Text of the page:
How to Mill Lumber and Cut Through-Mortises
In this project video on making a step stool, learn how to cut clean through-mortises using power and hand tools.
Squaring Up Rough Lumber
Unless your purchasing pre-surfaced boards, every woodworking project begins with milling process at the jointer and planer. After you’ve run your stock through these two machines, be sure to set your wood aside for about a week before bringing them down to final thickness. The milling process actually releases a great deal of built-up tension in the wood, and during this acclimation time, your boards might twist ever-so-slightly. Allowing them to sit before final milling will allow you to correct any imperfections that may have arisen during the course of that week, leaving you with super-straight boards that will look dynamite once your project is complete.
Wait! I Don’t Own a Planer or Jointer
Don’t worry, you don’t have to go out and invest $1,000 on a planer and jointer to produce this project. Any hardwood dealer worth their salt will be more than happy to surface the boards you purchase from them for a small fee.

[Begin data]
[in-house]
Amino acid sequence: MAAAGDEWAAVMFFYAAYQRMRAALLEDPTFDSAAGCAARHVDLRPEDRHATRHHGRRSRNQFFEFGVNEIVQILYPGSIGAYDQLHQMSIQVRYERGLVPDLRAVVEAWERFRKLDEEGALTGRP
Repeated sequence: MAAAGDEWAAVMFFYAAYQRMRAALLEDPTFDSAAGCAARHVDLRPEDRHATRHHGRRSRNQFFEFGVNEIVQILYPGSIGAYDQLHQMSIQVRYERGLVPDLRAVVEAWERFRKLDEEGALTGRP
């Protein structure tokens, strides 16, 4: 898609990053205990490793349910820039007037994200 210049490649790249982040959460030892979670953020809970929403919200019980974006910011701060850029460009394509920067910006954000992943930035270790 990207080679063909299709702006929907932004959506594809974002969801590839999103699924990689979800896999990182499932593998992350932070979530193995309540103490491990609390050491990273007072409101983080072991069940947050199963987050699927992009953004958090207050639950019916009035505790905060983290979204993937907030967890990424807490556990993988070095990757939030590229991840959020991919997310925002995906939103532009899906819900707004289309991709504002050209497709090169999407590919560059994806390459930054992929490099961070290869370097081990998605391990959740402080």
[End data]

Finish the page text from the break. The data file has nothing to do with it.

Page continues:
With your stock milled to final thickness, you’re ready to begin cutting the decorative through-mortises. Using a marking gauge, layout the mortise locations and head to the drill press. You can hog out most of the waste using a Forstner bit. Just be sure to use an auxiliary table on the drill press to prevent tearout and avoid marring the drill press table. With your board referenced against a fence clamped to the drill press table, you can drill out the mortises with a series of passes–left to right.
Finally, clean up the mortises by hand using well-sharpened chisels.
Video by: Gina Eide; Editing by: Michael Dobsevage